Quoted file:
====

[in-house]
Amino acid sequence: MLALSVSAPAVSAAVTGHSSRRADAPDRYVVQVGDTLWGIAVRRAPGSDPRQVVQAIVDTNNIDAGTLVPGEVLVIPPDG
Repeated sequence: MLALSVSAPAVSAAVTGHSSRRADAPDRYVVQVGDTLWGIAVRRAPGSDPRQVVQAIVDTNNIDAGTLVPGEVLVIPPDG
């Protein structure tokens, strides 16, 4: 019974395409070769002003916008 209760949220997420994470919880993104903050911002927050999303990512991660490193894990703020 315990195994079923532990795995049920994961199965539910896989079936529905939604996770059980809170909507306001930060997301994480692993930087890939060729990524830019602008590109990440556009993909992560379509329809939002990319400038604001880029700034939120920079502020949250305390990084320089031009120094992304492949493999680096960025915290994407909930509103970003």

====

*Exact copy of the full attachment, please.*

[in-house]
Amino acid sequence: MLALSVSAPAVSAAVTGHSSRRADAPDRYVVQVGDTLWGIAVRRAPGSDPRQVVQAIVDTNNIDAGTLVPGEVLVIPPDG
Repeated sequence: MLALSVSAPAVSAAVTGHSSRRADAPDRYVVQVGDTLWGIAVRRAPGSDPRQVVQAIVDTNNIDAGTLVPGEVLVIPPDG
């Protein structure tokens, strides 16, 4: 019974395409070769002003916008 209760949220997420994470919880993104903050911002927050999303990512991660490193894990703020 315990195994079923532990795995049920994961199965539910896989079936529905939604996770059980809170909507306001930060997301994480692993930087890939060729990524830019602008590109990440556009993909992560379509329809939002990319400038604001880029700034939120920079502020949250305390990084320089031009120094992304492949493999680096960025915290994407909930509103970003």